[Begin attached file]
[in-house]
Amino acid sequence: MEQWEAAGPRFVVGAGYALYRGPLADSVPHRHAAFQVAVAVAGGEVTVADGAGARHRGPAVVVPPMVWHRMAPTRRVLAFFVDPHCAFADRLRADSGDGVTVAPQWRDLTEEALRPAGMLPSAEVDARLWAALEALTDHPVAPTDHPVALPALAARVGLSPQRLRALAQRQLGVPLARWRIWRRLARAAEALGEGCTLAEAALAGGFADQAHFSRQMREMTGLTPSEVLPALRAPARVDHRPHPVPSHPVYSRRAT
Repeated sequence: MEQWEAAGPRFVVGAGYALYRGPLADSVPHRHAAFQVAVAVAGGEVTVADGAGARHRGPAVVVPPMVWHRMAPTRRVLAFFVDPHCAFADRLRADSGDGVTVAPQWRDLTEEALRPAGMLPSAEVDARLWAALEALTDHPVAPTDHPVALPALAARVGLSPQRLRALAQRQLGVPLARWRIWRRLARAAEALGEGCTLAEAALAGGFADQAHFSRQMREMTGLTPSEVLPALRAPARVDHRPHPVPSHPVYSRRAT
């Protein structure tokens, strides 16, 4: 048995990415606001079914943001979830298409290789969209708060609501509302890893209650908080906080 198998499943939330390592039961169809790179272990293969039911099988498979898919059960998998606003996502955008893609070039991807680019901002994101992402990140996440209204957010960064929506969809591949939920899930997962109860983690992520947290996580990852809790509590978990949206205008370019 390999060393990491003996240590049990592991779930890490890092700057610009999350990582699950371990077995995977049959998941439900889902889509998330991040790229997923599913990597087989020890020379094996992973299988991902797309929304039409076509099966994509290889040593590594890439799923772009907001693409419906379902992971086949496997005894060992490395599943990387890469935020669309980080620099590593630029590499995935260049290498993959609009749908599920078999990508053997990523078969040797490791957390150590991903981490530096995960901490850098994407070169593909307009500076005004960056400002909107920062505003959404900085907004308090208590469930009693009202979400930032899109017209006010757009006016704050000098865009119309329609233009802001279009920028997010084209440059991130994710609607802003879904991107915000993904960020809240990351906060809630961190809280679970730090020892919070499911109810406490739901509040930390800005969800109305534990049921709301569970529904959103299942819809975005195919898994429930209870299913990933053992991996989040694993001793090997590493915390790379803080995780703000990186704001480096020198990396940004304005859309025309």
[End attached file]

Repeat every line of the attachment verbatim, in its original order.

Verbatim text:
[in-house]
Amino acid sequence: MEQWEAAGPRFVVGAGYALYRGPLADSVPHRHAAFQVAVAVAGGEVTVADGAGARHRGPAVVVPPMVWHRMAPTRRVLAFFVDPHCAFADRLRADSGDGVTVAPQWRDLTEEALRPAGMLPSAEVDARLWAALEALTDHPVAPTDHPVALPALAARVGLSPQRLRALAQRQLGVPLARWRIWRRLARAAEALGEGCTLAEAALAGGFADQAHFSRQMREMTGLTPSEVLPALRAPARVDHRPHPVPSHPVYSRRAT
Repeated sequence: MEQWEAAGPRFVVGAGYALYRGPLADSVPHRHAAFQVAVAVAGGEVTVADGAGARHRGPAVVVPPMVWHRMAPTRRVLAFFVDPHCAFADRLRADSGDGVTVAPQWRDLTEEALRPAGMLPSAEVDARLWAALEALTDHPVAPTDHPVALPALAARVGLSPQRLRALAQRQLGVPLARWRIWRRLARAAEALGEGCTLAEAALAGGFADQAHFSRQMREMTGLTPSEVLPALRAPARVDHRPHPVPSHPVYSRRAT
């Protein structure tokens, strides 16, 4: 048995990415606001079914943001979830298409290789969209708060609501509302890893209650908080906080 198998499943939330390592039961169809790179272990293969039911099988498979898919059960998998606003996502955008893609070039991807680019901002994101992402990140996440209204957010960064929506969809591949939920899930997962109860983690992520947290996580990852809790509590978990949206205008370019 390999060393990491003996240590049990592991779930890490890092700057610009999350990582699950371990077995995977049959998941439900889902889509998330991040790229997923599913990597087989020890020379094996992973299988991902797309929304039409076509099966994509290889040593590594890439799923772009907001693409419906379902992971086949496997005894060992490395599943990387890469935020669309980080620099590593630029590499995935260049290498993959609009749908599920078999990508053997990523078969040797490791957390150590991903981490530096995960901490850098994407070169593909307009500076005004960056400002909107920062505003959404900085907004308090208590469930009693009202979400930032899109017209006010757009006016704050000098865009119309329609233009802001279009920028997010084209440059991130994710609607802003879904991107915000993904960020809240990351906060809630961190809280679970730090020892919070499911109810406490739901509040930390800005969800109305534990049921709301569970529904959103299942819809975005195919898994429930209870299913990933053992991996989040694993001793090997590493915390790379803080995780703000990186704001480096020198990396940004304005859309025309």